It’s been five summers since Claus Sterneck, a well-known local photographer and postman in Reykjavík, first affixed photography works to the walls of the mysterious abandoned herring factory in Djúpavík, thus bringing the Steypa group photography exhibition to life. This year, Steypa steps out into the light, taking over a large greenhouse in Hveragerði and Restaurant Mika in Reykholt with new work from an international team of artists and photographers. After all, three years is a long time to spend in the shadow of the western hills.
“Steypa is the Icelandic word for concrete,” Claus explains over a crackly Facetime feed. “The herring factory was at the time the largest building in Iceland made of concrete. This year, it’s a greenhouse—the opposite of concrete—but there’s one partially damaged wall that reminds me of the place in Djúpavík. It’s falling apart. There’s still concrete in this building.”
Keen to distance the exhibition from the cascading, Instagram-friendly simulacra of the Icelandic landscape, Claus curates STEYPA according to three strict rules. “It must be photography. It’s okay to show text, poems, or other information—but the focus is photography. The next is that all pictures must have a connection to Iceland. The third is ‘Please, please, please: no Northern lights, waterfalls, or sunsets.’”
Iceland is now no doubt one of the most photographed places in the world, and the proliferation of amateur photographers visiting the country is forcing local artists to explore the country in new, different ways. “You see these pictures in every single guidebook about Iceland,” Claus says, almost wearily. “It’s not the photography I want to show in Steypa. I think many people coming to Iceland are so impressed and overwhelmed by the wonderful landscape that many of them miss the small details and what is beside it.”
From my conversation with Claus, I’m struck by the notion that the tourism boom has been a double-edged sword for artists in Iceland. Diminishing charm has been accompanied by increased exposure. It’s caused something of a cultural paradox.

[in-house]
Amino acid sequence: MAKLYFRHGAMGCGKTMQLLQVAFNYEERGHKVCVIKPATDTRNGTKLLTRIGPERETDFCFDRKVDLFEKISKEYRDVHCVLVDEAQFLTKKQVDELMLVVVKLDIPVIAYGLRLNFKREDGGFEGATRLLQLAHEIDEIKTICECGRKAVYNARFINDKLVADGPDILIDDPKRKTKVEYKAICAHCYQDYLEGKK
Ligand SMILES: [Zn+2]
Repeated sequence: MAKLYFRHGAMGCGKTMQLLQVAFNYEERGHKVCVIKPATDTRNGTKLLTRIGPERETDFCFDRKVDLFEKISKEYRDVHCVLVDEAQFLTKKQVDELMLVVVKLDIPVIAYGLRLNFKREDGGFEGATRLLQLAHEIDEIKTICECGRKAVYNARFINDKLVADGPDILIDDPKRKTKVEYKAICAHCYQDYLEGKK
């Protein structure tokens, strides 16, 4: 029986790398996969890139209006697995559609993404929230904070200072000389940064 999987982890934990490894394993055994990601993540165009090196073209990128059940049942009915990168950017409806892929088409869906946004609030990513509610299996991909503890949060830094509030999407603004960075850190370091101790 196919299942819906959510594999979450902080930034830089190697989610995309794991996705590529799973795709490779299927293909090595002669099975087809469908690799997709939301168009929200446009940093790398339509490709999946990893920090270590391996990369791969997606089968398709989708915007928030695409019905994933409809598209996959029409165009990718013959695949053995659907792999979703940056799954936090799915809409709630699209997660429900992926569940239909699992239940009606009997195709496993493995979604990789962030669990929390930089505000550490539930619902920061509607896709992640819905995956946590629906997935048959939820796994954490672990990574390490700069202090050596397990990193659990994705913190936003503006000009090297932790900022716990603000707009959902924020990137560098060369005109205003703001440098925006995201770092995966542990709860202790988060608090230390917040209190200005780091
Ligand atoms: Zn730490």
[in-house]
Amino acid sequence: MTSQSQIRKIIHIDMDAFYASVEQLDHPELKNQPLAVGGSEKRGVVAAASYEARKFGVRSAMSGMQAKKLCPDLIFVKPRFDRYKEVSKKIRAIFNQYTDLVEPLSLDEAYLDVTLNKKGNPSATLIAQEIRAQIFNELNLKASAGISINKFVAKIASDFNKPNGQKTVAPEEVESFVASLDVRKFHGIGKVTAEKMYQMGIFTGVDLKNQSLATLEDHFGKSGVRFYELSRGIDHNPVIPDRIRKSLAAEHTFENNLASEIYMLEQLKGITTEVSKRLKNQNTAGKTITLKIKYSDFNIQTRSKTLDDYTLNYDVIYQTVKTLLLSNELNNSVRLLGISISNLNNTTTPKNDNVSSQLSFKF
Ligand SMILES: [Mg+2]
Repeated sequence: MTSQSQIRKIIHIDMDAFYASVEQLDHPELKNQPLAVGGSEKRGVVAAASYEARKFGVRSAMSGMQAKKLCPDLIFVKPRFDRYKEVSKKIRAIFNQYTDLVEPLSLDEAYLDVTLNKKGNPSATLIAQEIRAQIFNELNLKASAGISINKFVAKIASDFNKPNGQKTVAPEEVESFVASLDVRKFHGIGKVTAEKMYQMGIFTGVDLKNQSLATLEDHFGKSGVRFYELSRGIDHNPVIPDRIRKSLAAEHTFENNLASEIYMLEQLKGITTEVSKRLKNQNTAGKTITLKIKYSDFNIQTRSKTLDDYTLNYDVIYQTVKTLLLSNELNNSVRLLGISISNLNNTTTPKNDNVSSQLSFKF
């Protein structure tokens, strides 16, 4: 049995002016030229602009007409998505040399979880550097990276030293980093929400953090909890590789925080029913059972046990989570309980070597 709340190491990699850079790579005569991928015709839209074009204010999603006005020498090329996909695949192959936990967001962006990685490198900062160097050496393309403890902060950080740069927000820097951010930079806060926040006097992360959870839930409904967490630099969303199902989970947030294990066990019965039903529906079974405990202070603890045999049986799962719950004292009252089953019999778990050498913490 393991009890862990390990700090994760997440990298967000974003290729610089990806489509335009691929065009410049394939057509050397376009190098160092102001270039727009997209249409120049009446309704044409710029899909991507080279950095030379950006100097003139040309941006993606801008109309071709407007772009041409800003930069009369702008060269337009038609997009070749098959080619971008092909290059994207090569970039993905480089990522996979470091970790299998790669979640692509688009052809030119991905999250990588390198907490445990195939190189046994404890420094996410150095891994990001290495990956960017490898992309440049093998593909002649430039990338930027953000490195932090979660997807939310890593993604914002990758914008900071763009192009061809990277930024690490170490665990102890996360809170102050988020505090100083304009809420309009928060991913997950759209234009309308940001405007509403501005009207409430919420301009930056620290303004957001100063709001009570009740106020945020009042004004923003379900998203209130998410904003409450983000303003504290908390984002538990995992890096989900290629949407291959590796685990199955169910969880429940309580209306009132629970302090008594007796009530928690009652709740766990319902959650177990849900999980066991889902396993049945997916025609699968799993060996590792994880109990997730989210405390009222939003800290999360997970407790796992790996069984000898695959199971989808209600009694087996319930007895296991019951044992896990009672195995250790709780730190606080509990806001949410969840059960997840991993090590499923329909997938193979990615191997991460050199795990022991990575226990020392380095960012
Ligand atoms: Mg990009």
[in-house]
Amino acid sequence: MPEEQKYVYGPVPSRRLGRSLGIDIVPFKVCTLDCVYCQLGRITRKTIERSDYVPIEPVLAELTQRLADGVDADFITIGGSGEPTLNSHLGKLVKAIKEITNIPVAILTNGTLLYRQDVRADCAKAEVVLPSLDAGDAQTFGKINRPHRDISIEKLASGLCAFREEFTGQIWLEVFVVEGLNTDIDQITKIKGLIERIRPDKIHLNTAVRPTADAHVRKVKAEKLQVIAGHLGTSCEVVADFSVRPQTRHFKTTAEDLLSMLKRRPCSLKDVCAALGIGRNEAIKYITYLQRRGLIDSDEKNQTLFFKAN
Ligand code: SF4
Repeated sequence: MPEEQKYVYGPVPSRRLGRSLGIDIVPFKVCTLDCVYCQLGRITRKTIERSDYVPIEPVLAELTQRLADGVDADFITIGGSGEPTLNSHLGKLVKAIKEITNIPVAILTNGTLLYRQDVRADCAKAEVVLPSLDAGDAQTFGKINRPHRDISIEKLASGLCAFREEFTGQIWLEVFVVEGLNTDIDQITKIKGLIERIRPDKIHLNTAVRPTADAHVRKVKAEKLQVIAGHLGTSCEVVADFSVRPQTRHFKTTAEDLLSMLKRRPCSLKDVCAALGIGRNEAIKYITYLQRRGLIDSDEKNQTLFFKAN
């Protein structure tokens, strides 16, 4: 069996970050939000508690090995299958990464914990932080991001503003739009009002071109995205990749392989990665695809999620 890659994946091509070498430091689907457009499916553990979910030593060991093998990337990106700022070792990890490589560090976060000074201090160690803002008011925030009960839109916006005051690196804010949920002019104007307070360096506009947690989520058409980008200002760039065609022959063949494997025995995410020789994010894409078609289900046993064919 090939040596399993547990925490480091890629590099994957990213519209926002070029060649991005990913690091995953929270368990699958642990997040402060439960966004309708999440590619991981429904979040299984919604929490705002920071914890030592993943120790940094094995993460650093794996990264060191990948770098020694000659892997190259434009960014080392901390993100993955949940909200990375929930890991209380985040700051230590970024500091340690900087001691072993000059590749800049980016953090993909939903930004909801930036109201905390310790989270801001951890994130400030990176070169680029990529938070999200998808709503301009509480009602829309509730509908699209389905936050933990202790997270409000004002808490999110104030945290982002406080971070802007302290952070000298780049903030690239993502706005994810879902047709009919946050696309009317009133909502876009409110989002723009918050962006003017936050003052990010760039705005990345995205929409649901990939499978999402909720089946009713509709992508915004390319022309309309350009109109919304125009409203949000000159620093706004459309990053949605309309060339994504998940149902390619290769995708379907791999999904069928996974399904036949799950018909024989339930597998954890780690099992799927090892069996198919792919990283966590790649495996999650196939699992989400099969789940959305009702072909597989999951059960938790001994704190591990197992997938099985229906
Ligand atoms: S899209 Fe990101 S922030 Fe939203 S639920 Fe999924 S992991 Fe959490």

“I’ve lived in Reykjavík since before 2008, the year of the crisis. From 2010-11 tourism has been going crazy—especially in Reykjavík. I almost never go out now. The locations aren’t so interesting anymore. Too much tourism, too many souvenir stores, too many expensive restaurants, Airbnbs, hotels, and guesthouses. It’s changed the city centre a lot.”
Of course, there are a few positive aspects. Claus gets more feedback and response from tourists, and more people coming to Iceland means more interest in art—and more interest in Steypa.
“I see it in a sculpture museum where I work,” says Claus. “We used to have five or ten guests on weekends, but now it’s fifty or eighty. It’s not even in the centre of Reykjavík and it’s a small museum. Iceland is a very creative island and I think Icelanders are very open to art and creative projects in general. Even in the countryside, there’s space for art projects and residencies. That’s something very positive. With increasing tourism these projects get more feedback and acceptance. Look at the murals in the city centre that were made last year for Airwaves. Public art is a very important aspect of the culture scene in Reykjavík and Iceland—you can see this in the sculptures around Tjörnin, and the exhibitions in Harpa and the town hall.”
Underneath all the noise, it seems that there’s still a place for the small details. “These pictures are not spectacular,” says Claus. “They are calm. They don’t want to capture the big things. They want to capture daily life. The quiet moments.”
Everyday moments frozen in time become part of a much bigger narrative at Steypa. “Steypa is only as good as the pictures and ideas are,” finishes Claus. “If you only saw landscape photos, it would get boring. It’s not glaciers and sunsets… it’s nine photographers, each of us with our own stories.”
This international group of photographers—hailing from across continents, from Canada to Poland—tell a story of a landscape littered with clouds, lonely birds, electronic graveyards, and small bones. It is the uncanny, surreal, forgotten places that matter. Here, life whispers louder than the land can ever shout. Step into the greenhouse and take a moment among the plants.
Info: STEYPA runs until 31 August. Admission is free. The Hveragerði exhibit, located in a greenhouse on the campus of the Agricultural University of Iceland, is open from 08:00—16:00, Monday to Friday. The Restaurant Mika exhibition is open daily from 11:30—21:00. More info: www.steypaphoto.com